Are CTA Employees to Blame for Annoying New Warning Announcements on the ‘L’?

You’ve heard the strident, often angrily barked announcement emanate from overhead ‘L’ train speakers a thousand times by now: “Attention, customers, please do not attempt to board the train, doors are closing.”

You try to tune it out, but even with headphones on 10 the repetitive announcement still manages to invade weary eardrums. The CTA began requiring ‘L’ operators to make the live announcement before closing train doors six months ago, in the wake of several high profile dragging incidents (including the infamous November 2009 Red Line stroller incident) that occurred because people or their possessions ended up jammed between quickly closing doors.

Trouble is, if you think the announcements are made for your protection, as the CTA claims–or that they’re necessary, or even the fault of riders in the first place–think again. If ‘L’ riders are in the habit of trying to beat closing train doors, couldn’t it be because misuse of the existing recorded warning by train operators has trained them into it?

Ever since automated announcements appeared on the ‘L’ in the early 2000s, the CTA has required operators to play a familiar, very clear recorded message before leaving the station: two loud warning chimes, followed by the now-famous voice of “CTA Guy” saying, “Doors closing.”

There’s nothing hard-to-understand about that existing recorded door-closing message. But for the seven-and-a-half years I’ve lived in Chicago, I’ve almost never heard it used correctly. I can count on one hand the number of times I’ve heard ‘L’ train operators give riders an adequate amount of time to get on and off the train before playing it.

Usually, however–and I’m sure every ‘L’-riding Chicagoan reading this will bear me out–train operators play the recorded “Doors closing” announcement within a second or two of the doors opening in the first place. During rush and midday hours, operators often play the announcement long before riders have managed to get off the train, much less get on.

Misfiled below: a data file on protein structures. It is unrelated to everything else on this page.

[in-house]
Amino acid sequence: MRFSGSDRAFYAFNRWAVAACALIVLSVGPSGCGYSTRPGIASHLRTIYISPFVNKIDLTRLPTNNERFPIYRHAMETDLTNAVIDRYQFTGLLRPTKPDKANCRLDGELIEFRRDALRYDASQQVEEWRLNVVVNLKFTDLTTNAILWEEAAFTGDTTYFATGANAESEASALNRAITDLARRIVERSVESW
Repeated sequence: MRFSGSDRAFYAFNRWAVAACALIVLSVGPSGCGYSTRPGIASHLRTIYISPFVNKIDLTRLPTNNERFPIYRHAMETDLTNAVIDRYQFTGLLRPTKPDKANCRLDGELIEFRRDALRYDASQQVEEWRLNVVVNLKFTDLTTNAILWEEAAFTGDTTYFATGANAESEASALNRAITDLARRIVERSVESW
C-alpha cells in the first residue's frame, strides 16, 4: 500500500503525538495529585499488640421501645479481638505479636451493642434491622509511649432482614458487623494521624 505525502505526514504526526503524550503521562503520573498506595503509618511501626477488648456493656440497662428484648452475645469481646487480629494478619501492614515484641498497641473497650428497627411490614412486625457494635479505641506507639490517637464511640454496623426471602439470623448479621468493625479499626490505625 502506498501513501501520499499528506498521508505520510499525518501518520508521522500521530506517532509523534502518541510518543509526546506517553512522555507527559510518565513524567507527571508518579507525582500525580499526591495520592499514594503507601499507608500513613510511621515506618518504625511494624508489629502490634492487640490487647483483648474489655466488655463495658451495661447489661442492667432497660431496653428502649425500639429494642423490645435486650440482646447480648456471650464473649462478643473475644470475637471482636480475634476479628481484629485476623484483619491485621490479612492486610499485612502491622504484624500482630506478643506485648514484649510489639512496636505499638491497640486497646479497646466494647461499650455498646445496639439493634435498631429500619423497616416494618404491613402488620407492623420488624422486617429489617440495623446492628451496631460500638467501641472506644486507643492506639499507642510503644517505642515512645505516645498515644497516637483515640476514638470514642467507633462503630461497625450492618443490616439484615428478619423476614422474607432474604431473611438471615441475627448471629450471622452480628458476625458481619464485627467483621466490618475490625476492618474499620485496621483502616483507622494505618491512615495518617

What’s the result of that? It’s brutally obvious–riders scurry onto the train to avoid remaining left on the platform. And because the announcement has been made early, those riders still boarding or waiting to board have no further official warning about when the the doors are really going to close, unless the operator deigns to play it again.

So riders take their chances, and some of them get dragged. All because for several years ‘L’ train operators have been too lazy to bother to play the recorded “Doors closing” announcement when the doors are actually closing. And for those same several years, the CTA’s never done anything about it.

Well, until as I assume CTA lawyers became afraid that at some point someone–or some baby in a stroller–would be dragged to their death. So now we have live announcements, hurray! Which, of course, means the CTA has some defense in case the family of someone killed in a CTA dragging incident tries to sue the CTA for negligence.

Why do I think this is the real reason for the new, annoying announcements? Because the recorded announcements are still being made early, at the wrong time. As if no one at the CTA has even noticed there’s a problem. Which, when you think about it, is the same reason the live announcements are useless. After all, what reason has the CTA given for riders to believe the live announcement means what it says any more than the recorded one does?

This is not rocket science, or even public transit science. It’s just common sense. CTA riders ignore door-closing announcements because even in the wake of November 2009, they’re still being made wrong. SO, earth to CTA:

Why?

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